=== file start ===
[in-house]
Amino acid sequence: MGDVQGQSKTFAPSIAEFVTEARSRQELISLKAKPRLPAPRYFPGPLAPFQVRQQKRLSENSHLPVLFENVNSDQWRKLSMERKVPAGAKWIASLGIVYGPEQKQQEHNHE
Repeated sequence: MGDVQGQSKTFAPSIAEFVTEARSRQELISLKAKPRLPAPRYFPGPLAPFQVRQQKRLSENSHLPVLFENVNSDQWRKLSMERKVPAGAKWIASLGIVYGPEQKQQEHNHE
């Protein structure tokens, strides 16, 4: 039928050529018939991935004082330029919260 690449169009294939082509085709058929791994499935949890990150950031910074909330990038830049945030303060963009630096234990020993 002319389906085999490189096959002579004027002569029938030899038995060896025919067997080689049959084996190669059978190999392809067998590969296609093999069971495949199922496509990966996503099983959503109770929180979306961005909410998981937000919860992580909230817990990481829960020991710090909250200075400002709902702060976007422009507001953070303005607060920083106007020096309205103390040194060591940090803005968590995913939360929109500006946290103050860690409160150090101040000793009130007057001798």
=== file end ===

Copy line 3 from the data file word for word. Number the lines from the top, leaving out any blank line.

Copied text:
Repeated sequence: MGDVQGQSKTFAPSIAEFVTEARSRQELISLKAKPRLPAPRYFPGPLAPFQVRQQKRLSENSHLPVLFENVNSDQWRKLSMERKVPAGAKWIASLGIVYGPEQKQQEHNHE